“Whatever these murderers think they will achieve by killing innocent Americans like Steven, they have already failed,” President Obama said in his remarks on the beheading of Steven Sotloff, the second American to be butchered by ISIS in the space of a few weeks.

Already failed? ISIS will fail only when somebody stronger makes them fail. Meant to be stirring or resolute, the president’s words sound flat, feckless, and hollow. It was jarring that the president several times referred to Steven Sotloff, whom he never met, as “Steve.”

Maybe the president should look at the front page of the New York Daily News, which shows Mr. Sotloff and his masked executioner, with the headline, “Do you have a strategy now, Mr. President?”

ISIS is in the ascendant right now, as are other jihadis.  In Libya, once claimed by President Obama as a foreign policy triumph (that was before the September 11, 2012 Benghazi attack that killed four Americans showed otherwise), terrorists have reportedly commandeered nearly a dozen commercial airliners. Does President Obama think they have already failed, too?

Bill Gertz reports that Egypt is preparing to intervene in Libya to prevent this no man’s land from becoming a state controlled by terrorists. Let us hope that Egypt can help these evil men to fail.

I can’t help thinking that President Obama didn’t sign up for this. He signed up for something completely different. He liked the adoring crowds, the Greek columns, and Air Force One (which he once referred to as his "my ride”). Mr. Obama came to the presidency through a cult of personality, and that cult had no more fervent believer than Mr. Obama himself:   

The day I’m inaugurated, not only the country looks at itself differently, but the world looks at America differently … If I’m reaching out to the Muslim world they understand that I’ve lived in a Muslim country and I may be a Christian, but I also understand their point of view … My sister is half-Indonesian. I traveled there all the way through my college years. And so I’m intimately concerned with what happens in these countries and the cultures and perspective these folks have. And those are powerful tools for us to be able to reach out to the world … then I think the world will have confidence that I am listening to them and that our future and our security is tied up with our ability to work with other countries in the world that will ultimately makes us safer.

Why did this not sound delusional to more voters at the time? Replacing the old world order with the new Obama cult hasn’t worked out very well, has it?

But the cult figure is president of the United States and that means he has authority to conduct foreign policy by his lights.

Victor Davis Hanson points out in a must-read piece on “The New World Disorder” that the much diminished capacity of the United States to deal with crises under President Obama is a transformation sought by the president.

It is a grim piece on the destruction of the order that has prevailed since the end of World War II. VDH writes:

Barack Obama apparently believes that such a retrenchment was both inevitable and to be welcomed. He thought that most U.S. interventions abroad had been either wrong or futile or both; he questioned the world’s status quo and certainly felt, for example, that the widespread persecution of Christians in the Middle East was not nearly as much of a problem as Islamophobia in the West. He came into office believing that Iran, Hamas, and Russia had all been unduly demonized, especially by George W. Bush, and could be reached out to by a sensitive president whose heritage and attitudes might not appear so polarizing.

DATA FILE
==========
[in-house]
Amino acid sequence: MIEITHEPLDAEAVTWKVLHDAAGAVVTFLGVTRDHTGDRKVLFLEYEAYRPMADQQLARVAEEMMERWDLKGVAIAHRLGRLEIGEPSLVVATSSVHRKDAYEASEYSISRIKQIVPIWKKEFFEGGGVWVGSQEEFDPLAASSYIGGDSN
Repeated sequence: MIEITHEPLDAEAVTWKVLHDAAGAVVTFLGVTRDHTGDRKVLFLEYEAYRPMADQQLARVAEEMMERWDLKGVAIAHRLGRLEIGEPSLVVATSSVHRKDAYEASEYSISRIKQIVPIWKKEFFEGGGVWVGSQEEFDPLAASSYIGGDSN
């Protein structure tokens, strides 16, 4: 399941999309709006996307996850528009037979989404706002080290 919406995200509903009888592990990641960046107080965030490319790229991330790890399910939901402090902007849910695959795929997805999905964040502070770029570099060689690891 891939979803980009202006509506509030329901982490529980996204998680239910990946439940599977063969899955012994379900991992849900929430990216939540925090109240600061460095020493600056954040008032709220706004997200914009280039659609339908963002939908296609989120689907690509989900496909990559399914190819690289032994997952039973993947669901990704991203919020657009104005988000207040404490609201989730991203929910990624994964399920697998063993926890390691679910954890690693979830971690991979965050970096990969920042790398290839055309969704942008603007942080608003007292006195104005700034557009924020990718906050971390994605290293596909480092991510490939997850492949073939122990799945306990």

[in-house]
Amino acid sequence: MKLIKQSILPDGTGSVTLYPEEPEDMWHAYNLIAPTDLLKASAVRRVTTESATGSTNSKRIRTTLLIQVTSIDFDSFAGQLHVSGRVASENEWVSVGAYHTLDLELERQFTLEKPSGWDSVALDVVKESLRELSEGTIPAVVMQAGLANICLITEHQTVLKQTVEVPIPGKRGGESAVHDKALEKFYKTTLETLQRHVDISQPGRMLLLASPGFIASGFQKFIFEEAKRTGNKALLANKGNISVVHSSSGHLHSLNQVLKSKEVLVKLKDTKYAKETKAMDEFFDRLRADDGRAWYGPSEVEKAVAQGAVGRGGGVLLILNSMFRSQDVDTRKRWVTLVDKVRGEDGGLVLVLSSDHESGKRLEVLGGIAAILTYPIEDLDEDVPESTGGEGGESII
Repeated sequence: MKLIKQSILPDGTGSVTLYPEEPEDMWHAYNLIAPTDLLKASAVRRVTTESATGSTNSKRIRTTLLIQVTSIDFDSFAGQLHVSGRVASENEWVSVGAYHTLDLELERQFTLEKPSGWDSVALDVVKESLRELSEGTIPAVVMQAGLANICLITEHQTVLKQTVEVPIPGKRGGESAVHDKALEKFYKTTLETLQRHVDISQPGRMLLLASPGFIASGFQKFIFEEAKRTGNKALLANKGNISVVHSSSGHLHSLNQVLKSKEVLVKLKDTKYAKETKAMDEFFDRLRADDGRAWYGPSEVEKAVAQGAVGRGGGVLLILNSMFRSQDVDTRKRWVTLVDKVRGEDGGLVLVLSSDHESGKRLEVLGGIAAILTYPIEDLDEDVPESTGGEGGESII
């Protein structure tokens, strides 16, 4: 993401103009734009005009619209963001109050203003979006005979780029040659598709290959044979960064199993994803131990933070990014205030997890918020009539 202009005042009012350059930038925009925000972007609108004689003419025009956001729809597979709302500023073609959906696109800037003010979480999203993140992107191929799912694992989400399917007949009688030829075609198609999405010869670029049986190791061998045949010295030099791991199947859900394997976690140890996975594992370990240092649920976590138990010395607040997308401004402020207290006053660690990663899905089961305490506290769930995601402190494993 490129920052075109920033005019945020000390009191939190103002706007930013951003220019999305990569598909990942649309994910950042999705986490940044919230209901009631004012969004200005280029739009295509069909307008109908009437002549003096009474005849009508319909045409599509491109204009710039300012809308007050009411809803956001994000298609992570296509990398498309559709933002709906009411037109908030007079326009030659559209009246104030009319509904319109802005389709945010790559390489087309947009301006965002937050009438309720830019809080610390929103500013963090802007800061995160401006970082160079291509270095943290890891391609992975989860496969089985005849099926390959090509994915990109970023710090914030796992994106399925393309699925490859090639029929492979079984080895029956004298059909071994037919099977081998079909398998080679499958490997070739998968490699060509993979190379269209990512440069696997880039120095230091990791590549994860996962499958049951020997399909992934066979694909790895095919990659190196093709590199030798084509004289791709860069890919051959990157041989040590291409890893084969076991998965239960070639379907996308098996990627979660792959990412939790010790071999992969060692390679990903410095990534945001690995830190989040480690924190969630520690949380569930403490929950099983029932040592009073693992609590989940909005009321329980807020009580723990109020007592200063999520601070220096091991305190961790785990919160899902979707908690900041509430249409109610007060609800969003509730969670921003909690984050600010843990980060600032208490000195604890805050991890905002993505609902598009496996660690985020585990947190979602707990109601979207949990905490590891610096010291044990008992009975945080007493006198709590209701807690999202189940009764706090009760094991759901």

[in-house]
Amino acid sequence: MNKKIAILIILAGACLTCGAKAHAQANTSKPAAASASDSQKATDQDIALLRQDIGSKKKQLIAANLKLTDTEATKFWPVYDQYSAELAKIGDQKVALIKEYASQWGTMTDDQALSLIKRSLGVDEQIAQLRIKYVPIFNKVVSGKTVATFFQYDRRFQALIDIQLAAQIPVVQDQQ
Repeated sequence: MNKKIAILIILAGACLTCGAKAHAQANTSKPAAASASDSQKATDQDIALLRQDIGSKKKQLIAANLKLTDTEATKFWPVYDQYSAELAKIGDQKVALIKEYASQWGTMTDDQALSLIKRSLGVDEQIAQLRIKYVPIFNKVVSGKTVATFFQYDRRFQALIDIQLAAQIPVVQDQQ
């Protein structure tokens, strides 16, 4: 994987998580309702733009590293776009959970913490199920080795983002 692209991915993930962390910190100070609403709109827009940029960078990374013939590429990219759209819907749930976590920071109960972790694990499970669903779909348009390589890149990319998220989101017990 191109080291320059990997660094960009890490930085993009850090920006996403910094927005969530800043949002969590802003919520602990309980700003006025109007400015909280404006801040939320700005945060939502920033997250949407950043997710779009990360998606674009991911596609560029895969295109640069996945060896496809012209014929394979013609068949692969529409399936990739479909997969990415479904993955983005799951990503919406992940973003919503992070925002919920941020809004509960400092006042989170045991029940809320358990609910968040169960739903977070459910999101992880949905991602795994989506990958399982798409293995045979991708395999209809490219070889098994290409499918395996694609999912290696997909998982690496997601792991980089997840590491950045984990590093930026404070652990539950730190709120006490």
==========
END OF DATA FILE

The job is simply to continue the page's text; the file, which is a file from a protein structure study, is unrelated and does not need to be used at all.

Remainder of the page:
To Obama, old allies like Britain and Israel either did not need unflinching U.S. support or did not necessarily warrant it. The postwar world that the U.S. had once ensured was no fairer a place than is America at home, and certainly did not justify the vast investment of American time and money — resources that could be far better be spent at home addressing inequality and unfairness. A program of higher taxes, huge budget deficits, and enormous increases in entitlement spending did not have budgetary space for the sort of defense required to keep things calm abroad.

Can the United States and the world be put back together? Hanson writes:

Can the old, pre-Obama postwar order be rebuilt? Of course, but it will require budgetary discipline, a visionary president, experienced national-security advisers, skillful diplomats, and a public that is informed and cares. In other words — not for another two years and five months.

Let us hope Hanson is right. Let us hope this excursion into a personality cult has left the electorate sadder but wiser. Let's hope, but I am not so sure.

Meanwhile, somebody has got to tell State Department spox Jen Psaki to wipe the grin off her face. It is a faint grin and it is likely the result of her being over her head. But it conveys the same kind of unseriousness we see when the president proclaims that ascendant ISIS already is defeated. It has the lack of dignity associated with calling a man you've never met who has just been beheaded "Steve."

Close your eyes and ISIS will go away.

Mr. President, that’s not how it works in a world that doesn’t care about your solipsistic approach to it.